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Cover Story View: Managing industrial relations should be a critical aspect of the line manager's role
It is important to understand any occurrence of an industrial relations disturbance from a wider angled lens. No incident by itself may have a mono-causal explanation. The issues could indeed have a local and a specific reason, but none so strong to cause a conflagration. More often than not, these are a breakdown of communication and a trust deficit, both building over time. It also has questions about management philosophy. And indeed, prevailing socio-political trends impact other economic triggers in a substantive way.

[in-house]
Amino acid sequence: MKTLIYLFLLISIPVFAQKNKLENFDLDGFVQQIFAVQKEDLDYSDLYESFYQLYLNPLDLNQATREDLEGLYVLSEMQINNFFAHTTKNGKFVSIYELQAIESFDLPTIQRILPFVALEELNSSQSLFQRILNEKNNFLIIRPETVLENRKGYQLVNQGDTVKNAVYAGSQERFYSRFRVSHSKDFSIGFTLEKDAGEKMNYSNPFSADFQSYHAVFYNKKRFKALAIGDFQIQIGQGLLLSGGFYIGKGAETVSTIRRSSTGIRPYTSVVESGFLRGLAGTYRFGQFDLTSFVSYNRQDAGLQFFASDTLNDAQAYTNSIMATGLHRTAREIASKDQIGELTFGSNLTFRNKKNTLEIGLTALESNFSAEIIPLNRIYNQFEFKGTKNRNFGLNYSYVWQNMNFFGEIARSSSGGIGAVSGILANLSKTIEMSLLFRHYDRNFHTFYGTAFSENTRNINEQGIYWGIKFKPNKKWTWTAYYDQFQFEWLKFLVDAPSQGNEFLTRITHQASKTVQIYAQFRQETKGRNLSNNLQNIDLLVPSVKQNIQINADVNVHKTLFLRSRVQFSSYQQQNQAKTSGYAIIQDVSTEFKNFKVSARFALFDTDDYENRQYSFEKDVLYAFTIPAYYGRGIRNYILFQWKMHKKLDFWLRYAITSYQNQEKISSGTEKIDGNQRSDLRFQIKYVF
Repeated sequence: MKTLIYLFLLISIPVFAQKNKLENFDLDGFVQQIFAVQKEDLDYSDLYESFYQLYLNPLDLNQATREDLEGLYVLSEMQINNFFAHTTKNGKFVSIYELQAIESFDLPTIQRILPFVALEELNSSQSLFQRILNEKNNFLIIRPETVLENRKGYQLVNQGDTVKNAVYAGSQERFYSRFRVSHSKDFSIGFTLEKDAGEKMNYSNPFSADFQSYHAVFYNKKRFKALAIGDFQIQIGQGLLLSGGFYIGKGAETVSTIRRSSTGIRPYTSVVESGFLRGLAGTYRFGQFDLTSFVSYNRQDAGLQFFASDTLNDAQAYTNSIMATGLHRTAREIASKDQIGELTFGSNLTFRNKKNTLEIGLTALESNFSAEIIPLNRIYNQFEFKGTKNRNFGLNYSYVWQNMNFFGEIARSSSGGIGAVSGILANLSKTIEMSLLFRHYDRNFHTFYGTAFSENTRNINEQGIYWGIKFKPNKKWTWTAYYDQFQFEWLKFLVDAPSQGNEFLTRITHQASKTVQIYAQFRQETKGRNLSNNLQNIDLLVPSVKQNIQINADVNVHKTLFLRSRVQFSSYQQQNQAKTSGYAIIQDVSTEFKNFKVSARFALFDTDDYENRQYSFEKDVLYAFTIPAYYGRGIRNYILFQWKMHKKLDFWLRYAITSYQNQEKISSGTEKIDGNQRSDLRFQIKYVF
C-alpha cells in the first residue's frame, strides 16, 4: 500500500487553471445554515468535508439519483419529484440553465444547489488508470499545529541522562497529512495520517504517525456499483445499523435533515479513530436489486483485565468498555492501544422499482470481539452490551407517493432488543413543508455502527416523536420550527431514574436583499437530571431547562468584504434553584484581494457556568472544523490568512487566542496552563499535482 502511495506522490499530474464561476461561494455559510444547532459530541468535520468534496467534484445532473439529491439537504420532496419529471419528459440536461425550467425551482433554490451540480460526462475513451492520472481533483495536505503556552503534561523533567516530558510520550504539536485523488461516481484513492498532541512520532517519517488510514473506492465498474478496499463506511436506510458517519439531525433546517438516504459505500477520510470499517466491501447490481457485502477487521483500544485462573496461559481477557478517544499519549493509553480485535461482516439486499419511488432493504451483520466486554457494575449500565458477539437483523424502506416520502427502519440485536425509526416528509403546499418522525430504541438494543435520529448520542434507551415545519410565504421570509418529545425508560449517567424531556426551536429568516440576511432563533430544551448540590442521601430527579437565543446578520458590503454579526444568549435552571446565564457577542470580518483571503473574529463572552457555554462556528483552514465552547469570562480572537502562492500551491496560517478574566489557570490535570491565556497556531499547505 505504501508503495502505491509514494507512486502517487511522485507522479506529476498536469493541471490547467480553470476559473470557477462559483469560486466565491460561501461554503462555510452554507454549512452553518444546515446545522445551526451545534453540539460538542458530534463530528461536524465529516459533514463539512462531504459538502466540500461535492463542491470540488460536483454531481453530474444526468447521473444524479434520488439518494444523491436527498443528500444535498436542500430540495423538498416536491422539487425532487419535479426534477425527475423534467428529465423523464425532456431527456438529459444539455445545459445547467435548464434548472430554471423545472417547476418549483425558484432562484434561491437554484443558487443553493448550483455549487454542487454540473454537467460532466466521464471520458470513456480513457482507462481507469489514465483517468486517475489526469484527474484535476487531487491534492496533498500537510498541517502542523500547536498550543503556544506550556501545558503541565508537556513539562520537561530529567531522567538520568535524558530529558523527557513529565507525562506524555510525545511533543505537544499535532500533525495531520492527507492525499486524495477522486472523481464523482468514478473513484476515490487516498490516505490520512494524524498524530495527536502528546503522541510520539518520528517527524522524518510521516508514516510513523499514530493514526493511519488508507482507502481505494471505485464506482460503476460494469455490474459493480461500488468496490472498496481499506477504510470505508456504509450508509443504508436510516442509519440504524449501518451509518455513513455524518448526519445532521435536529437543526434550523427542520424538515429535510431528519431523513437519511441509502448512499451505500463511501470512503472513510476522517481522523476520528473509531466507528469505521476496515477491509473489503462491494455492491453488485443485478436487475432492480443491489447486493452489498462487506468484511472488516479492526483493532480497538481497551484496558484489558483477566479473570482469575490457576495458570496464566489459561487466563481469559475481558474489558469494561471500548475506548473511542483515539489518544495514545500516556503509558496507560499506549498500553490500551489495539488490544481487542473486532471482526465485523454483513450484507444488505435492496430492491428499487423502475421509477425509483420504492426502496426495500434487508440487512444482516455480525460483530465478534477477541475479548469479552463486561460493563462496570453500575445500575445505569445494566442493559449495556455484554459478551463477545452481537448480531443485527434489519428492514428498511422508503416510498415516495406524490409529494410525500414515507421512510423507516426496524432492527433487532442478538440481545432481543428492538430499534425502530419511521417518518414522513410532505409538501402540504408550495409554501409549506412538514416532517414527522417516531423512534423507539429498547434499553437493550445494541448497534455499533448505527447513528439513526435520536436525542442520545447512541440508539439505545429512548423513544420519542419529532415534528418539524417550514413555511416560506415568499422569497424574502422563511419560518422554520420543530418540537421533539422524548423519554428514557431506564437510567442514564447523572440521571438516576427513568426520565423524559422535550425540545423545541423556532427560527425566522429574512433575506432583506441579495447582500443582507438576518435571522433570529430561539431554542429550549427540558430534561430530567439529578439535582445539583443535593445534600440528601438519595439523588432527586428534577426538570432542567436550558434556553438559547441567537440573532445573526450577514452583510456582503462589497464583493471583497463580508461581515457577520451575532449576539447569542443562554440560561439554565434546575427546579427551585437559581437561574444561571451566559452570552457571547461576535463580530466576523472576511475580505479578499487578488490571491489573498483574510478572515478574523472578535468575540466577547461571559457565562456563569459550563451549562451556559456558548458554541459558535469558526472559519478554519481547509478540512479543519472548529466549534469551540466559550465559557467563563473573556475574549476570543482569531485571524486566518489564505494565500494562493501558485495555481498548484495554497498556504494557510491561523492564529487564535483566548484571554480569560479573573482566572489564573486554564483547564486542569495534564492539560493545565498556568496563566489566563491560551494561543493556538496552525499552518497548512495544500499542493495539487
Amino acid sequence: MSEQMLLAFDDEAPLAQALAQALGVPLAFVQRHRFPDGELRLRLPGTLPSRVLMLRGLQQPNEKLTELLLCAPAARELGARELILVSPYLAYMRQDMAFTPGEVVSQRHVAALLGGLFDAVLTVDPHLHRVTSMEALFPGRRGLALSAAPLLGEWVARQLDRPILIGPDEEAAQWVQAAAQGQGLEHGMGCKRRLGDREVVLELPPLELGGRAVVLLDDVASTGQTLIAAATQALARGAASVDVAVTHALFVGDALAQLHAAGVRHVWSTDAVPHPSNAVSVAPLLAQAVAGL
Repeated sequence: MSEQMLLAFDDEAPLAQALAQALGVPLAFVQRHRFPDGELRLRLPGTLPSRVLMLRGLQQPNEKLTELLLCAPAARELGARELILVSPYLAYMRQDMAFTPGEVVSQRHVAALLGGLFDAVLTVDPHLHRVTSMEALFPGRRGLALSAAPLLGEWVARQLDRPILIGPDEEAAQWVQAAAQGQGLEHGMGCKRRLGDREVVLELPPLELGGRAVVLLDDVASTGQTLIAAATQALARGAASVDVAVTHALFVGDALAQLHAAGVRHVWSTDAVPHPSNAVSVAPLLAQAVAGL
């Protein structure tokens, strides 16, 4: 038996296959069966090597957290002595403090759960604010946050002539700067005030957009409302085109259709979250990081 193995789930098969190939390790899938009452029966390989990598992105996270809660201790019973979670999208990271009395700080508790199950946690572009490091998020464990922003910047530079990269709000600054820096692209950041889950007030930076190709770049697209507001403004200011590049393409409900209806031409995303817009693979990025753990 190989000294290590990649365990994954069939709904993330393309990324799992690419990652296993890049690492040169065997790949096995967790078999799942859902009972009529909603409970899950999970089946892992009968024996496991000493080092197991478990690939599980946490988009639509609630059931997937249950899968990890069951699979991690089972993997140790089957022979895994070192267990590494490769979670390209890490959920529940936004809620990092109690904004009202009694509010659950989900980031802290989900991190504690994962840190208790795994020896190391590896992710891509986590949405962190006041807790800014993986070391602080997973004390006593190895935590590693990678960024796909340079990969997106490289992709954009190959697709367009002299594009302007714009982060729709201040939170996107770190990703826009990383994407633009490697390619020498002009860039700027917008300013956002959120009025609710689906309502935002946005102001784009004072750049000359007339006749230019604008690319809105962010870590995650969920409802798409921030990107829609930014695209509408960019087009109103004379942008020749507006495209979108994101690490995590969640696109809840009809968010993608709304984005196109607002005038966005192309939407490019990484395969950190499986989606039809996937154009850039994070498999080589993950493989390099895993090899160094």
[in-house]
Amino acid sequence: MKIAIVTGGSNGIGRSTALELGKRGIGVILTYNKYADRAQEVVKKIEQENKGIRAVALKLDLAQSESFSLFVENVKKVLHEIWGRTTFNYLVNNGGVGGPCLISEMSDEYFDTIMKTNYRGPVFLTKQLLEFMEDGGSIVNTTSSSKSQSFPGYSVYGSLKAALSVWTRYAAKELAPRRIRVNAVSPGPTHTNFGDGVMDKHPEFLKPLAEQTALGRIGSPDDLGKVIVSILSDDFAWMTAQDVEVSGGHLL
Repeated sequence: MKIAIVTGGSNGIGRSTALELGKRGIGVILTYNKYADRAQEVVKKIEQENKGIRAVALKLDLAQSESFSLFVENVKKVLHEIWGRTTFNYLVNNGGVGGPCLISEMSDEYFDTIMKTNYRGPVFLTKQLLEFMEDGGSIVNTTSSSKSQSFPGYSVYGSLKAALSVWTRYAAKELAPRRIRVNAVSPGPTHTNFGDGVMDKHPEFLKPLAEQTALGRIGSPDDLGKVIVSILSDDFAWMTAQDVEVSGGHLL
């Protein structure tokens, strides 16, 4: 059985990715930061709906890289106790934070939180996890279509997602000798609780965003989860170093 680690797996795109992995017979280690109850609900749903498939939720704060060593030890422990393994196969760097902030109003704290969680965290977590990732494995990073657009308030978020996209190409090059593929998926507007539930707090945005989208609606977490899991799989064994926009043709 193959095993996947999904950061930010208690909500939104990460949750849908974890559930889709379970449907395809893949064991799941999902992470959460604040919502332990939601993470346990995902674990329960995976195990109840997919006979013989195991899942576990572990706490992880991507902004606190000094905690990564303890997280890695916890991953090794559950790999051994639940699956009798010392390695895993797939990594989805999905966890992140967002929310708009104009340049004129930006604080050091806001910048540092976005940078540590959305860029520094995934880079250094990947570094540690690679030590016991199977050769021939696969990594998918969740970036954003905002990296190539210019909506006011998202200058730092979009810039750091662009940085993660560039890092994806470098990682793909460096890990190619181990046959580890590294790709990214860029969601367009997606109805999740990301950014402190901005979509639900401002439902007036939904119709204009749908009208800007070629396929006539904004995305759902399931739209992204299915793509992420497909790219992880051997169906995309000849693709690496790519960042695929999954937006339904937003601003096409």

In an era of increasing competition where margins are incessantly under pressure, business leaders do explore every opportunity of cost mitigation. The cost of living has gone up significantly as have aspirations across the workforce spectrum. There is an inherent conflict that gets created. Inadequate focus by the leadership to proactively listen and respond to workforce issues, drives the latter more into the arms of the unions, not all of whom necessarily have the maturity or moral intent right. Many line managers today are quite reluctant to see managing industrial relations as an important aspect of their own role. Organizations too have allowed IR to be the preserve of industrial relations managers, many of whom themselves have landed into these roles more by default than design. Inadequate touch points, indifferent leadership, rising aspirations, budgetary constraints, self-seeking union leadership, untrained and indifferent line managers, a demoralized and under-par IR bench strength, all contribute to continued ignorance of a major stakeholder group. The inherent inequity and growing unwillingness of all parties to look at win-win creates a climate of distrust, which vents itself in different ways in different situations with different implications.
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